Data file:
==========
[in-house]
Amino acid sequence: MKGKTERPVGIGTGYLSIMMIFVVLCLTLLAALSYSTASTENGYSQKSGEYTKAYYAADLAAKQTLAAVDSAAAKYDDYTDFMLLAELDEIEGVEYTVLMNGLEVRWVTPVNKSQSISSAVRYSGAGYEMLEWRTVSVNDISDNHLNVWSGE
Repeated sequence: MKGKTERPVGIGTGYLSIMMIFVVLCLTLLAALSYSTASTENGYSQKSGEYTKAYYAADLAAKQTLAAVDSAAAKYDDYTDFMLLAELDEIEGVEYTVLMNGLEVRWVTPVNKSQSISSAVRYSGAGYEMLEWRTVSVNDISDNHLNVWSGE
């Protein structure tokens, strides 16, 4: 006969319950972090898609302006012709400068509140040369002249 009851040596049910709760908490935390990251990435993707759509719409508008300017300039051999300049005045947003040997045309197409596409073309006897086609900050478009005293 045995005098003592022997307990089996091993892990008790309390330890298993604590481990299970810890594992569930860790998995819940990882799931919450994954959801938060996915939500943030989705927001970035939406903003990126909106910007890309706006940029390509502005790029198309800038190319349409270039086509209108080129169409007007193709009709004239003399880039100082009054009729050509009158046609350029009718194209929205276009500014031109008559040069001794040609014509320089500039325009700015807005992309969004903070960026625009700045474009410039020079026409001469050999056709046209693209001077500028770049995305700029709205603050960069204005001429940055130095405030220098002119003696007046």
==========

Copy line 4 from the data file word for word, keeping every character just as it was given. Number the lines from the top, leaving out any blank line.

């Protein structure tokens, strides 16, 4: 006969319950972090898609302006012709400068509140040369002249 009851040596049910709760908490935390990251990435993707759509719409508008300017300039051999300049005045947003040997045309197409596409073309006897086609900050478009005293 045995005098003592022997307990089996091993892990008790309390330890298993604590481990299970810890594992569930860790998995819940990882799931919450994954959801938060996915939500943030989705927001970035939406903003990126909106910007890309706006940029390509502005790029198309800038190319349409270039086509209108080129169409007007193709009709004239003399880039100082009054009729050509009158046609350029009718194209929205276009500014031109008559040069001794040609014509320089500039325009700015807005992309969004903070960026625009700045474009410039020079026409001469050999056709046209693209001077500028770049995305700029709205603050960069204005001429940055130095405030220098002119003696007046």